I wonder if your family is like mine? When we get together we like to play games. Games like Scrabble are taken very seriously. The competition is fierce and the respect usually given to senior members of the family is put aside before the game begins. Other games like charades are simply hilarious and very noisy, though that could be a definition of normal in my family.
It strikes me that things like charades, where no words are possible, can be very helpful in conveying big ideas. In this issue of Ruminations, we are talking about life. Most of us, I suspect have a biological view of the meaning of this word. In a strange way life is seen as the absence of death, but that is not its meaning theologically speaking.
Before we start speaking theologically here’s a challenge. Ask someone, without speaking, to show you the meaning of the word alive or lively. You can throw in death if you like, but my guess is that death will be easy to pick – easier than life or liveliness anyway, and not half as much fun.
In God talk life is not about biology. When the Biblical writers speak about life what they are talking about is relationship with God and the word that most describes that life is vitality or liveliness. Was your charade helpful? Were the actions full of energy and vigour? I hope so, because that’s the image I want to convey when speaking about our relationship with God. It brings vitality.
In Genesis 1, the first act of creation is to make visible the light the doxa, the glory of God and then what follows describes what happens when God is present – things are separated and given their own place and purpose within that relationship.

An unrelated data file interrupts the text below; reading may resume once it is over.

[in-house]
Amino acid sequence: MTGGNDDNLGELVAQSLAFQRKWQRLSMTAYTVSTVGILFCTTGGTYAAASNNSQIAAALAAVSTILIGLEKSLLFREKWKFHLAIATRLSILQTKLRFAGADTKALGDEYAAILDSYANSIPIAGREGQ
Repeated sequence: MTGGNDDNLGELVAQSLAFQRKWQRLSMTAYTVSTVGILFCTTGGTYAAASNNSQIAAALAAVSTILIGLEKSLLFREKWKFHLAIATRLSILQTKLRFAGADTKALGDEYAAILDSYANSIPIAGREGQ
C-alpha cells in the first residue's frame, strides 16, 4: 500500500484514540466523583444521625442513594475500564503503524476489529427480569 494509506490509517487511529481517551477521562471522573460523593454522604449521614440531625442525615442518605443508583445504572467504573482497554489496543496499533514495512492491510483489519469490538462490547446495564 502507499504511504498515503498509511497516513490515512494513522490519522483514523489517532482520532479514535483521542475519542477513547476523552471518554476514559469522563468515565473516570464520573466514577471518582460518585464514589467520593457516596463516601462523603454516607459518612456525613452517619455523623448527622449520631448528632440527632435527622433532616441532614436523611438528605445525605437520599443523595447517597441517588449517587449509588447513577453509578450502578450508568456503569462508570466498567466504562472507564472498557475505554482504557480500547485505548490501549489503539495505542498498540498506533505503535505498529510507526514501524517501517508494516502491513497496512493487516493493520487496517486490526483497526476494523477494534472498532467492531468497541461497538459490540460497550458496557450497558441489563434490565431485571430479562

Genesis 2 is even more specific – something of God’s own self is given in relationship. Humans are as lifeless as clay until God-breathed. Life is carried on the breath of God. I have not found anything better to show this than Michelangelo’s painting. God arrives with power, reaches out to the listless human and life, vitality, is given.
Skipping forward to the gospel of Jesus according to John, we can see these same life-giving characteristic in Jesus. John invites us to see that the life, the liveliness, the vitality that comes to us from relationship with God now comes to us through Jesus. All of the gospels give the assurance that vitality, liveliness, comes to us in Jesus and in lives lived, as he lived – for the sake of others, for the good and the well-being of others.
In the same sense death, in big picture Biblical terms describes what it is to be out of relationship with God – heaven and hell, if you will. Again images may speak louder and more vividly than words. Let me recommend a film called “What Dreams May Come” where the saving grace of love is explored and the images of heaven and hell are vivid.
This vivacity, this vitality, this liveliness then is the measure we can use to assess our common life. It should be our aim. This is what we gifted with and called to be.